Cross-cultural visits: a view from Africa

By Karobia Njogu, cross-cultural mission manager, CMS-Africa

The results of CMS-Africa training programmes are communities that have begun to manifest profound change.

These communities of best practice are the fruit of the Holy Spirit’s work in the hearts and ministry of leaders and in the lives of people so that they begin to obey Christ’s commandments to love God and neighbour in every area of life.

This may sound like a trite statement, but far from it; the gospel of Jesus has been spread far and wide in Africa but the impact of it in every area of human and community life has not been as evident.

CMS-Africa has facilitated cross-cultural mission exchanges and visits with these communities of best practice. This has been for all ages: from people in their early 20s to older people coming from different cultures, for a day or two to several weeks and months. Several times a year we have teams from various dioceses visiting each other (for example in May the Tanzania Mothers’ Union visited Kenya, spending time with CMS-Africa and then Mbeere and Embu dioceses).

We also have people coming from Europe and North America to Africa to serve in community ministries in Africa and to work in the Church. The reasons for this are:

  1. At CMS-Africa, we believe that mission belongs to God and he is the one who calls and sustains; he defines mission and determines its frontiers and what the needs may be. Our role is to respond to his call and to be the hands and feet of Jesus in this mission.
  2. We facilitate opportunities for Christians from different backgrounds to serve each other and each other’s communities and to grow together and learn from each other. CMS-Africa provides opportunities for visiting missioners to receive from the local context, and so plans for structured input in their lives. We believe that God is challenging all of us to learn and change in new ways and that everyone can learn from even the most needy-looking or desperate situation – because God is at work to transform each person into his likeness.
  3. Some of these community projects are great opportunities for people to be engaged in and to serve. They have needs which missioners can meet with skills, time and other resources.

We have had time to observe how overseas organisations have done mission placements. There can be challenges when people from different contexts and cultures come together. In the specific area of cross-cultural mission exchanges or interaction, some of these have been:

  1. Sometimes the number of visitors has been large, thus overwhelming the local ministry, the host organisation, even CMS-Africa. Frequency of visits can also be a challenge.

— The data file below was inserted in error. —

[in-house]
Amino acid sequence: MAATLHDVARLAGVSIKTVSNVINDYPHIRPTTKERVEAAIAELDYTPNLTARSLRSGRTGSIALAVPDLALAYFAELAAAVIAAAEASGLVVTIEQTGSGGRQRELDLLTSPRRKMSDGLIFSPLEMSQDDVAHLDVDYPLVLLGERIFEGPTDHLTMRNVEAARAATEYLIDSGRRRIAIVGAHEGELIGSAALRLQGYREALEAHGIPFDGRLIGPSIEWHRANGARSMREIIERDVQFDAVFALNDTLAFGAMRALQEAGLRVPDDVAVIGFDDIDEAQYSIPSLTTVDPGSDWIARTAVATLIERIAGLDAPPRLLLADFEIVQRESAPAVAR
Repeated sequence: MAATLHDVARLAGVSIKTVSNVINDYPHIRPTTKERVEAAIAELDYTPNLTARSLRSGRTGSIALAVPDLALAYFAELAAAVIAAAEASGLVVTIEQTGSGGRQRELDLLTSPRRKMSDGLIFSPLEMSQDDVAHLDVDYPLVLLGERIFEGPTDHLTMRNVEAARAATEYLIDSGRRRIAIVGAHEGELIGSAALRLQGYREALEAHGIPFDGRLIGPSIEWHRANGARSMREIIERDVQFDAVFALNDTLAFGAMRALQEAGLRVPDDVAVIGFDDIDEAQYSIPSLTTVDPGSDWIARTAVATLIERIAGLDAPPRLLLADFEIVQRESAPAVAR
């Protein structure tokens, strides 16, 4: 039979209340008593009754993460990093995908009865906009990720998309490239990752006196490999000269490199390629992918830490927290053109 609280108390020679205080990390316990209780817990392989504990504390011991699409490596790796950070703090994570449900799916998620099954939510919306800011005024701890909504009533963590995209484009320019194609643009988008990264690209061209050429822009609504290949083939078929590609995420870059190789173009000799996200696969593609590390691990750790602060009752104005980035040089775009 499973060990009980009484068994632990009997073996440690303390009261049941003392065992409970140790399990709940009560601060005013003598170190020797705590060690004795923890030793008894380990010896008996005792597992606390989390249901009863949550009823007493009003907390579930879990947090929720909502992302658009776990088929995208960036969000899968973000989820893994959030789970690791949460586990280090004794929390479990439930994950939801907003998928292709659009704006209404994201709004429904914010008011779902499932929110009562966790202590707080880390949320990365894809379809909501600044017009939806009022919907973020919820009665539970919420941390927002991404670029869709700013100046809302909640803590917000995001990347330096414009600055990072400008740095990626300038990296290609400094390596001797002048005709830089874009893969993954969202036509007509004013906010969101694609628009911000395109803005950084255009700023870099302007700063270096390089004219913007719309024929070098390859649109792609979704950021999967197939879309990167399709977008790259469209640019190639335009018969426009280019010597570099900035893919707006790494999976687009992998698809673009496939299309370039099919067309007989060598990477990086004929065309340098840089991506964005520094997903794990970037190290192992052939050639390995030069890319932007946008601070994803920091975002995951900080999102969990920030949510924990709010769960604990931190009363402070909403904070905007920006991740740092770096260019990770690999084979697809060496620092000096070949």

2. Generally, the local context is fairly forgiving of cultural misdemeanours; there have been cases where visitors are insensitive, either to their local hosts’ sensitivities or to their own cultural biases. This can pertain to food preferences, dress and opinions on general issues like politics and economics. An initial induction could help avoid such problems.
  3. Problematic worldview: such as when missioners have a paradigm of solving problems and helping people rather than getting a different perspective and having their lives impacted by the local community.

CMS-Africa is leaning more to the idea of involving younger people, to broaden their worldview early. This can be achieved in a fairly short period of time. If more senior citizens are going to be involved, we recommend that they come for longer periods, at least six months.

This would enable them to engage with the local context for a meaningful period. Further, CMS-Africa is keen to have missioners stay in homes of church members, partners or staff members.

For people looking to lead cross-cultural mission exchanges, I humbly suggest that there are several things that must be considered if these visits are to be useful and effective, especially for the kingdom. For our context, these things can also apply for our trainers and facilitators who go to churches and communities of different cultures. This is also a form of cross-cultural mission, because they don’t just teach and train but also mentor and walk with people. In those interactions, they also need to be prepared for cross-cultural mission engagement.

  1. Agreement on clear outcomes for both the visiting missioners and also for the hosts. These include what the missioners seek to achieve over the set period, how it will be gauged, and what the hosts seek to accomplish, how the capacity of the host has been built by the interaction and what felt needs have been met. Boundaries also need to be agreed on: what can be done and what are no-go areas, for example that there will be no funds exchanged and that documentation (reports, photos and stories) are handled with integrity. It is important that hosts don’t feel used by missioners.
  2. Organise the logistics: itineraries, communications with all involved parties and stakeholders: service providers, host communities, project managers and so on.
  3. Induction for both hosts and visitors. This is very important as it prepares the visiting missioners for engagement with the local culture and also the hosts to prepare to welcome people in mission from another culture.

In summary, we at CMS-Africa believe that God is in mission, the mission is (all) his, and he involves all people in different roles in his mission.

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